By Debi Brazzale, COLORADO NEWS AGENCY
Voters who have always w0ndered how issues come to appear on their ballots may now have an answer under a measure approved by the House.
“Let’s give them some information about where these ballot measures come from,” said Rep. Lois Court, D-Denver, sponsor of House Bill 1035. The measure adds language to the Blue Book—an official publication produced by the legislature’s Legislative Council, containing ballot language and arguments for and against ballot measures—that would provide voters some background, including the origins of a particular ballot issue.
Court said she heard repeatedly from constituents as she walked door-to-door campaigning this fall, asking how ballot issues land on the ballot. They wanted to know “how these got here, and why they are on the ballot,” said Court.
Referred measures come from the legislature and must garner a two-thirds majority vote in both houses to appear on the ballot. Initiatives, on the other hand, appear on the ballot after proponents gather a required number of signatures from registered voters. Under HB1035, the distinction between the two would be explained, in writing, before each measure, in the Blue Book.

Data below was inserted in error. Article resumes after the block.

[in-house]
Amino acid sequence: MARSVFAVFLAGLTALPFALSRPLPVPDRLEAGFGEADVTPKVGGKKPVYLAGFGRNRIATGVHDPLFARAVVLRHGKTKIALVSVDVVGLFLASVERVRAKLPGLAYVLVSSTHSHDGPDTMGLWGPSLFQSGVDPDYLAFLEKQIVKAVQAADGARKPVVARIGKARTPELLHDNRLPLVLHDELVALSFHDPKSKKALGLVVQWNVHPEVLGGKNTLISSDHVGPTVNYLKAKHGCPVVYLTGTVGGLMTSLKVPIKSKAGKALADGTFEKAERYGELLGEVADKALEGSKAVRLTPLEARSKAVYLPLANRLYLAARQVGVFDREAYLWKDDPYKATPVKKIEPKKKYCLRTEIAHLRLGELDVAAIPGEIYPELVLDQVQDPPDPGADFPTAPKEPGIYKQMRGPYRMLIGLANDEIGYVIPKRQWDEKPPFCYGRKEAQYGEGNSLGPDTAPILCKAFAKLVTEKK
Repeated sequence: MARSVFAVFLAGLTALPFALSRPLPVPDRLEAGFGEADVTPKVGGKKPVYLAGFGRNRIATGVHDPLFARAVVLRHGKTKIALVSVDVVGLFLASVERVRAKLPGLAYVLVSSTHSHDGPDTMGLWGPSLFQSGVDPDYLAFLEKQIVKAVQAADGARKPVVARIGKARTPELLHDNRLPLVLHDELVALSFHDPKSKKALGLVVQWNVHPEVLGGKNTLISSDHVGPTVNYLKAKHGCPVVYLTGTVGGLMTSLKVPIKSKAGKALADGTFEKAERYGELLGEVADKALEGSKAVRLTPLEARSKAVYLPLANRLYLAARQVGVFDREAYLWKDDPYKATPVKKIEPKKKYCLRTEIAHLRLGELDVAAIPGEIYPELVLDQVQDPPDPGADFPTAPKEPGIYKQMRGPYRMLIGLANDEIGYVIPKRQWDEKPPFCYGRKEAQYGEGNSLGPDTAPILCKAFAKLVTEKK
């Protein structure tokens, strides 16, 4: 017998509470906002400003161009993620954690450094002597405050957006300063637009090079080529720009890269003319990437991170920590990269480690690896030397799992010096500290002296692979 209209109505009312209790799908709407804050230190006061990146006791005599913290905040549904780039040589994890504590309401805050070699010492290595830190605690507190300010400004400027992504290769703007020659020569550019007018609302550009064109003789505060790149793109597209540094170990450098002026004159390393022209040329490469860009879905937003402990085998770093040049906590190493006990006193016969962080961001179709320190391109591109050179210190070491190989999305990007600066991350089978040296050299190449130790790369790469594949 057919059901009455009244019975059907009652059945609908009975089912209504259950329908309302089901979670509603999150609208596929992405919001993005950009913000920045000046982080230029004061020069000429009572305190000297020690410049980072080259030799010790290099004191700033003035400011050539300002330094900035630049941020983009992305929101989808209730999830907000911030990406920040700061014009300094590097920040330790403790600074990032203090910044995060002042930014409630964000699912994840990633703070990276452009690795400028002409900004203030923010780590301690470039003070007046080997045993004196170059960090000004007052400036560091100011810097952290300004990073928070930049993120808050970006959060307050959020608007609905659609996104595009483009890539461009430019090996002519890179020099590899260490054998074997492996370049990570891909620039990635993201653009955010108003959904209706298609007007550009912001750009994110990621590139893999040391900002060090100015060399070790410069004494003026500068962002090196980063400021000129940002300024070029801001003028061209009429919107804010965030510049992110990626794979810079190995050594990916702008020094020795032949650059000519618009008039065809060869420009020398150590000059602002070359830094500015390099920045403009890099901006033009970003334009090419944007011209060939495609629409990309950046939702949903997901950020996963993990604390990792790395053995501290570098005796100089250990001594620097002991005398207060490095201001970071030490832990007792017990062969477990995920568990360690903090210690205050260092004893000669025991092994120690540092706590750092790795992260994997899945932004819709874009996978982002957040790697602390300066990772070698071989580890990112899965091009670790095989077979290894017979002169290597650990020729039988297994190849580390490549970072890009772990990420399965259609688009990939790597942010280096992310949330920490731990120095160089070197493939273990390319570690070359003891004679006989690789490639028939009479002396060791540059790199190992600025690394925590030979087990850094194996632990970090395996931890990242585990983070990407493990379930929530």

Both Democratic and Republican lawmakers spoke in favor of Court’s measure but one Republican, Rep. Jim Kerr, R-Littleton, said he had reservations about the added language and would not be supporting it, citing information overload.
“This information is available to someone that wants to do a little work, a little research,” said Kerr. “People should be informed, and the Blue Book helps with that, but sometimes you just have to dig a little deeper.”
Supporting the measure, Rep. Mark Waller, R-Colorado Springs, said that while he’s not a fan of making the Blue Book longer or more complicated, including the explanations is a great idea.
“This is not intuitive information,” said Waller. “It’s information that needs to be there because if it wasn’t there, you wouldn’t know that it’s information that you need to know. “
Court said she is siding with the voters and that lawmakers should indulges them with the information they are asking for.
“I think our constituents deserve to know this information,” said Court.
HB1035 is now scheduled for a final, recorded vote on Monday before it makes its way over to the Senate for consideration.
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